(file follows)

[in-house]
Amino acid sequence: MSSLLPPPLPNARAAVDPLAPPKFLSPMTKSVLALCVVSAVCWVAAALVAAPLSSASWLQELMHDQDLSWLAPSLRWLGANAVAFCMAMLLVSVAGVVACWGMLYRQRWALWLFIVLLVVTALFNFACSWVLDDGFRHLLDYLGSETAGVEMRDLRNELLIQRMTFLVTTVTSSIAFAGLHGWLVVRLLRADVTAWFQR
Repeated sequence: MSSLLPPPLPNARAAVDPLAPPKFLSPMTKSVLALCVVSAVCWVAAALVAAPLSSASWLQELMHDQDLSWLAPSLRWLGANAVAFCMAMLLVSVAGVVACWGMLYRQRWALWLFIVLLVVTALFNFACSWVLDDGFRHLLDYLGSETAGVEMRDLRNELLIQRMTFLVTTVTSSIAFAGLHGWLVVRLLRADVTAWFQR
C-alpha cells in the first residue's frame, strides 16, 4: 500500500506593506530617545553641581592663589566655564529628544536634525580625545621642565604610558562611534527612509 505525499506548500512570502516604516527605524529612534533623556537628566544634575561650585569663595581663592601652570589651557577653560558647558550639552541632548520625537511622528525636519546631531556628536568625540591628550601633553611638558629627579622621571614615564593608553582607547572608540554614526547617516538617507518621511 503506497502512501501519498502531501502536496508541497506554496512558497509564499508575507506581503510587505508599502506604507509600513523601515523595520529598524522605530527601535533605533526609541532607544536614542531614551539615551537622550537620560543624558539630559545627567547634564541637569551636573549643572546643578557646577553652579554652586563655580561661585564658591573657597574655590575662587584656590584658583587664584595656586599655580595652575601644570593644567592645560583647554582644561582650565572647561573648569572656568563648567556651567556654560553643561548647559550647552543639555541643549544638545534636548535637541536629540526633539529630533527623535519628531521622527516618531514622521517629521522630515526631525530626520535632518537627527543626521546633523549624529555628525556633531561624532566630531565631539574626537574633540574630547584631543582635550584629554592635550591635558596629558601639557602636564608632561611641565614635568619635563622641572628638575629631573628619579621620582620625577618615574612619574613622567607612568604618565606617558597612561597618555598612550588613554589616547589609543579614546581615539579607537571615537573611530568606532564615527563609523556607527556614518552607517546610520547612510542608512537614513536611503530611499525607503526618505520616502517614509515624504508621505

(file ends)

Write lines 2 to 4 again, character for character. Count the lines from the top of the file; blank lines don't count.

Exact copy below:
Amino acid sequence: MSSLLPPPLPNARAAVDPLAPPKFLSPMTKSVLALCVVSAVCWVAAALVAAPLSSASWLQELMHDQDLSWLAPSLRWLGANAVAFCMAMLLVSVAGVVACWGMLYRQRWALWLFIVLLVVTALFNFACSWVLDDGFRHLLDYLGSETAGVEMRDLRNELLIQRMTFLVTTVTSSIAFAGLHGWLVVRLLRADVTAWFQR
Repeated sequence: MSSLLPPPLPNARAAVDPLAPPKFLSPMTKSVLALCVVSAVCWVAAALVAAPLSSASWLQELMHDQDLSWLAPSLRWLGANAVAFCMAMLLVSVAGVVACWGMLYRQRWALWLFIVLLVVTALFNFACSWVLDDGFRHLLDYLGSETAGVEMRDLRNELLIQRMTFLVTTVTSSIAFAGLHGWLVVRLLRADVTAWFQR
C-alpha cells in the first residue's frame, strides 16, 4: 500500500506593506530617545553641581592663589566655564529628544536634525580625545621642565604610558562611534527612509 505525499506548500512570502516604516527605524529612534533623556537628566544634575561650585569663595581663592601652570589651557577653560558647558550639552541632548520625537511622528525636519546631531556628536568625540591628550601633553611638558629627579622621571614615564593608553582607547572608540554614526547617516538617507518621511 503506497502512501501519498502531501502536496508541497506554496512558497509564499508575507506581503510587505508599502506604507509600513523601515523595520529598524522605530527601535533605533526609541532607544536614542531614551539615551537622550537620560543624558539630559545627567547634564541637569551636573549643572546643578557646577553652579554652586563655580561661585564658591573657597574655590575662587584656590584658583587664584595656586599655580595652575601644570593644567592645560583647554582644561582650565572647561573648569572656568563648567556651567556654560553643561548647559550647552543639555541643549544638545534636548535637541536629540526633539529630533527623535519628531521622527516618531514622521517629521522630515526631525530626520535632518537627527543626521546633523549624529555628525556633531561624532566630531565631539574626537574633540574630547584631543582635550584629554592635550591635558596629558601639557602636564608632561611641565614635568619635563622641572628638575629631573628619579621620582620625577618615574612619574613622567607612568604618565606617558597612561597618555598612550588613554589616547589609543579614546581615539579607537571615537573611530568606532564615527563609523556607527556614518552607517546610520547612510542608512537614513536611503530611499525607503526618505520616502517614509515624504508621505